Myths of the Norsemen From the Eddas and Sagas

Page: 110

Loki (fire) first married Glut (glow), who bore him two daughters, Eisa (embers) and Einmyria (ashes); it is therefore very evident that Norsemen considered him emblematic of the hearth-fire, and when the flaming wood crackles on the hearth the goodwives in the North are still wont to say that Loki is beating his children. Besides this wife, Loki is also said to have wedded the giantess Angur-boda (the anguish-boding), who dwelt in Jötun-heim, and who, as we have already seen, bore him the three monsters: Hel, goddess of death, the Midgard snake Iörmungandr, and the grim wolf Fenris.

Loki begat the wolf

With Angur-boda.”

Sæmund’s Edda (Thorpe’s tr.).


Loki’s third marriage was with Sigyn, who proved a most loving and devoted wife, and bore him two sons, Narve and Vali, the latter a namesake of the god who avenged Balder. Sigyn was always faithful to her husband, and did not forsake him even after he had definitely been cast out of Asgard and confined in the bowels of the earth.

As Loki was the embodiment of evil in the minds of the Northern races, they entertained nothing but fear of him, built no temples to his honour, offered no sacrifices to him, and designated the most noxious weeds by his name. The quivering, overheated atmosphere of summer was supposed to betoken his presence, for the people were then wont to remark that Loki was sowing his wild oats, and when the sun appeared to be drawing water they said Loki was drinking.

The story of Loki is so inextricably woven with that [219]of the other gods that most of the myths relating to him have already been told, and there remain but two episodes of his life to relate, one showing his better side before he had degenerated into the arch deceiver, and the other illustrating how he finally induced the gods to defile their peace-steads by wilful murder.

Skrymsli and the Peasant’s Child

A giant and a peasant were playing a game together one day (probably a game of chess, which was a favourite winter pastime with the Northern vikings). They of course had determined to play for certain stakes, and the giant, being victorious, won the peasant’s only son, whom he said he would come and claim on the morrow unless the parents could hide him so cleverly that he could not be found.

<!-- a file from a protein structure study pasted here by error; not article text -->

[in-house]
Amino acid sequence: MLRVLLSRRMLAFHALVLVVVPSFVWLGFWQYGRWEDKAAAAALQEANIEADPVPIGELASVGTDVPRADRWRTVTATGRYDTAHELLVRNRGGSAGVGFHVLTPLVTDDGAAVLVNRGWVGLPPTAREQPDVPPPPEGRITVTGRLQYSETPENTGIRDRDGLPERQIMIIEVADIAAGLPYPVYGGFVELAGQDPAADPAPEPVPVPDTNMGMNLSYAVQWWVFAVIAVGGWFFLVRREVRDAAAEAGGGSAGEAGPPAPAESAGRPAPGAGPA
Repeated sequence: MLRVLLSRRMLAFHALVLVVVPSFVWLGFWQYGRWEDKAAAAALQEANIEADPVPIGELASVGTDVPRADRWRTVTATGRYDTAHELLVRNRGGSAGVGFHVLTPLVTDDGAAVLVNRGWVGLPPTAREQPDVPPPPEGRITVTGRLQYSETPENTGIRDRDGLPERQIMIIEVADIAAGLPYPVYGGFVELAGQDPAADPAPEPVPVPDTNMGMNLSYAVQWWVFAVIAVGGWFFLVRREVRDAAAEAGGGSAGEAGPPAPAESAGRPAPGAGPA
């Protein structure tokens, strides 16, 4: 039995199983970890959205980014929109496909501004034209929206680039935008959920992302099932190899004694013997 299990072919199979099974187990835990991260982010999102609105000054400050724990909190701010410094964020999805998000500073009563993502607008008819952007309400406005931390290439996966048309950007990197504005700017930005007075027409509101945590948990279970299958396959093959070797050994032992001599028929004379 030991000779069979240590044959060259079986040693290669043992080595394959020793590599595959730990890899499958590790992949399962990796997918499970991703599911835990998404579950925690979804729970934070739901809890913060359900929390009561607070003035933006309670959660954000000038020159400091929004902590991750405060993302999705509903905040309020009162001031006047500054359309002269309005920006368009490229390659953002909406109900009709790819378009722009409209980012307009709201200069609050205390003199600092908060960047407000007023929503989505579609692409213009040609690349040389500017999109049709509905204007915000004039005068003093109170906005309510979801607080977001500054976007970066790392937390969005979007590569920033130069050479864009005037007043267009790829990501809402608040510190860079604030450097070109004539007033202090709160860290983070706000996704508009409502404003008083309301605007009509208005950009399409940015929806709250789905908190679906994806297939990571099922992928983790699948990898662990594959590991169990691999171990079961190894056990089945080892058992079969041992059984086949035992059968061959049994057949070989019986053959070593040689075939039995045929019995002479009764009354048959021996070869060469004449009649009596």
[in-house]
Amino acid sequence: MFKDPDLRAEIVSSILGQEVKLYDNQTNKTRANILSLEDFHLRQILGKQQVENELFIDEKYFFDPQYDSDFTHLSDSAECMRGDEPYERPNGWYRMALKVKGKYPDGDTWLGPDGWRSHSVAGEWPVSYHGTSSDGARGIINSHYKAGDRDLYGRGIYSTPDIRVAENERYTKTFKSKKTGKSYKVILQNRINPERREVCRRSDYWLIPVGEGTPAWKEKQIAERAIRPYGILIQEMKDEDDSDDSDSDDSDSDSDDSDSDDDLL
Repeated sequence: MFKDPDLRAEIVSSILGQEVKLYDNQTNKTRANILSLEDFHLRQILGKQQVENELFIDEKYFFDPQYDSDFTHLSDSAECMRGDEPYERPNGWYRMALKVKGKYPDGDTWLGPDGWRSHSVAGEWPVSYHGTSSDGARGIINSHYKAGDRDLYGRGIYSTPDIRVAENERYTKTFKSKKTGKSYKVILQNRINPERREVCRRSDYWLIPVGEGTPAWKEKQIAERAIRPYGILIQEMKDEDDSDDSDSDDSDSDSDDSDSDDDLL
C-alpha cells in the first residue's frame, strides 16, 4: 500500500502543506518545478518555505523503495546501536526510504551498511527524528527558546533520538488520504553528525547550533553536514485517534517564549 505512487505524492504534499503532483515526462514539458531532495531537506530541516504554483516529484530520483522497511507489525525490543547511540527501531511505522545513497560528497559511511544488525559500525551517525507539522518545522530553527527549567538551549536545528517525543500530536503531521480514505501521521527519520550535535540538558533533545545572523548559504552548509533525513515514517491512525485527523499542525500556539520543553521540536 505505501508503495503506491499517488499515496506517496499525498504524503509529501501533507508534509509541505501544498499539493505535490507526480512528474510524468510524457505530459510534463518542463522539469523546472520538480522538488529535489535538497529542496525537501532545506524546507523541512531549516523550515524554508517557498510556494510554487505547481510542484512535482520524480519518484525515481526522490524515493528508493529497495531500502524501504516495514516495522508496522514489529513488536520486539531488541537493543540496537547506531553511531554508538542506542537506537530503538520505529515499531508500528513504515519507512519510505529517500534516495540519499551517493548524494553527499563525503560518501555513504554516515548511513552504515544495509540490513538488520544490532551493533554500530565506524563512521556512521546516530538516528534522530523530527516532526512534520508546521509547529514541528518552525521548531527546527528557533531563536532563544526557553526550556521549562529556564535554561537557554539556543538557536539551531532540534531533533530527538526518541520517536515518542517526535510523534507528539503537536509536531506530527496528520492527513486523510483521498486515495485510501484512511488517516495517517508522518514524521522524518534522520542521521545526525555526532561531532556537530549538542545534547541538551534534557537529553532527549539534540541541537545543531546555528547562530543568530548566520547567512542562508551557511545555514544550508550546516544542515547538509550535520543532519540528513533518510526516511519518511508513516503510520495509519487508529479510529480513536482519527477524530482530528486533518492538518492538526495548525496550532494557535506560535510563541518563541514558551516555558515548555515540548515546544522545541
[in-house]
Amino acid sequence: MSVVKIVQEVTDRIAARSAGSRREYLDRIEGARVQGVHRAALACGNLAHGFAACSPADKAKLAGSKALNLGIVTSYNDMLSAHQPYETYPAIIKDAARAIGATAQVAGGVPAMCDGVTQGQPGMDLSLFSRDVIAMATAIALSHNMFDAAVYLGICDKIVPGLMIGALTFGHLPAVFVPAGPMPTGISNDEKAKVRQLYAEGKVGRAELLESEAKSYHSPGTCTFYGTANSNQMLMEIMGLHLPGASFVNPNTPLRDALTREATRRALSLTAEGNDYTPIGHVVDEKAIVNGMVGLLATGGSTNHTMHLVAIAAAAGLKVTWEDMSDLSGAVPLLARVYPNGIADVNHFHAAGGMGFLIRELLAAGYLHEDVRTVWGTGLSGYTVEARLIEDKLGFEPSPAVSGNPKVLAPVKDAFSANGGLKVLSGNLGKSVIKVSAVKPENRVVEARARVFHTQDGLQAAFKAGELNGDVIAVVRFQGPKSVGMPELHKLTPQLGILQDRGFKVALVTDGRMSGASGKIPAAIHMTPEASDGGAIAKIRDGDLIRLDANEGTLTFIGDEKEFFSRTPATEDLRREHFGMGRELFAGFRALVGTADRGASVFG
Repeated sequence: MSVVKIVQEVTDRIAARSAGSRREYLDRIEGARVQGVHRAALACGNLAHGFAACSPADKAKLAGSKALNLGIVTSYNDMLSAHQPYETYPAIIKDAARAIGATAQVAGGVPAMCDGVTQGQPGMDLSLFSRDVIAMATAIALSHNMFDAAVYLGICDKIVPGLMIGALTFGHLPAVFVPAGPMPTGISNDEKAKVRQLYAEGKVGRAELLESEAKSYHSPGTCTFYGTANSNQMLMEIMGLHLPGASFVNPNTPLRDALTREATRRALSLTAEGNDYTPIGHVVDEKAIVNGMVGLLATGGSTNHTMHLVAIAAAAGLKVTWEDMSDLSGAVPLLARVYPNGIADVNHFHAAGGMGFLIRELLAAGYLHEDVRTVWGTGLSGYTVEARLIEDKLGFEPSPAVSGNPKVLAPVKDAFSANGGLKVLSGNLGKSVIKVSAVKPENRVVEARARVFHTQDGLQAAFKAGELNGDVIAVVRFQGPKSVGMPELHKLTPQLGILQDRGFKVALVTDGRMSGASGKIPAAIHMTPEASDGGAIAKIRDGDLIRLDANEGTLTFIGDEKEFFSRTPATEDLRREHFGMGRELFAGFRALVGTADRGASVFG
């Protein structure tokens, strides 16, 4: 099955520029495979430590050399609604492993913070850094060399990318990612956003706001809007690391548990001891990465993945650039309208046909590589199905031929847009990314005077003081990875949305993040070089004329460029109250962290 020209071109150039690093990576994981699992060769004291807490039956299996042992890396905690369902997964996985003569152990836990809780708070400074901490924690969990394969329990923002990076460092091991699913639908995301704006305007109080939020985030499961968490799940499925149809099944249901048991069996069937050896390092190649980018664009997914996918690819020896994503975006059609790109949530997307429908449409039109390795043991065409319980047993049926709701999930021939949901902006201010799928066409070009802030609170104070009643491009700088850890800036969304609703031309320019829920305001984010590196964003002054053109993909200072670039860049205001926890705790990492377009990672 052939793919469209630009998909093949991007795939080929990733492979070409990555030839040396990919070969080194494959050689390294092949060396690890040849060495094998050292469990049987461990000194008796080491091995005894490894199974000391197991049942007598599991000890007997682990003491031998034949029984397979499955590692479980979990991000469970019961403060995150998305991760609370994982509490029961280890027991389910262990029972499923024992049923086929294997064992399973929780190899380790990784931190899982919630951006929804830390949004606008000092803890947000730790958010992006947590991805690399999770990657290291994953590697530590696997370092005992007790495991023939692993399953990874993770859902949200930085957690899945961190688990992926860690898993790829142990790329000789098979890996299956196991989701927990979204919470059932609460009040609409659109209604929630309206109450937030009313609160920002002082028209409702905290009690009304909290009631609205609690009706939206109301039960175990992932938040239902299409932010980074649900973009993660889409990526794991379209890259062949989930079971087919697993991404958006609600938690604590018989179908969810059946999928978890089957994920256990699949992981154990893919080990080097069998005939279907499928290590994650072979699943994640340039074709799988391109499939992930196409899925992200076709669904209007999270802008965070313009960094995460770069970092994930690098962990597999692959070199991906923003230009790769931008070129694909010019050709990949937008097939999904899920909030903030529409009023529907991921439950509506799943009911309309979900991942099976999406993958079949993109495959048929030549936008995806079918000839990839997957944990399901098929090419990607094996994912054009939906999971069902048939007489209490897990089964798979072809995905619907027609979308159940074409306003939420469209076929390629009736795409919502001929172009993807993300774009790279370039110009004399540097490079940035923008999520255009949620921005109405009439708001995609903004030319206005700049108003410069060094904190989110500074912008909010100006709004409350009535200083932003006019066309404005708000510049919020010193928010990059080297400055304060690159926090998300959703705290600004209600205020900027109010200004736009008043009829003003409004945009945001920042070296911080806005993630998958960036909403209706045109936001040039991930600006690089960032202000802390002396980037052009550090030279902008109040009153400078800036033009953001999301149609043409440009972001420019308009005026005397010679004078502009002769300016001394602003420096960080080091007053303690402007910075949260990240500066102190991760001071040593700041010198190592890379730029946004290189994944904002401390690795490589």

Knowing that such a feat would be impossible for them to perform, the parents fervently prayed to Odin to help them, and in answer to their entreaties the god came down to earth, and changed the boy into a tiny grain of wheat, which he hid in an ear of grain in the midst of a large field, declaring that the giant would not be able to find him. The giant Skrymsli, however, possessed wisdom far beyond what Odin imagined, and, failing to find the child at home, he strode off immediately to the field with his scythe, and mowing the wheat he selected the particular ear where the boy was hidden. Counting over the grains of wheat he was about to lay his hand upon the right one when Odin, hearing the child’s cry of distress, snatched the kernel out of the giant’s hand, and restored the boy to his parents, telling them that he had done all in his power to help them. But as the giant vowed he had been cheated, and would again claim the boy on the morrow unless the parents could outwit him, the unfortunate [220]peasants now turned to Hoenir for aid. The god heard them graciously and changed the boy into a fluff of down, which he hid in the breast of a swan swimming in a pond close by. Now when, a few minutes later, Skrymsli came up, he guessed what had occurred, and seizing the swan, he bit off its neck, and would have swallowed the down had not Hoenir wafted it away from his lips and out of reach, restoring the boy safe and sound to his parents, but telling them that he could not further aid them.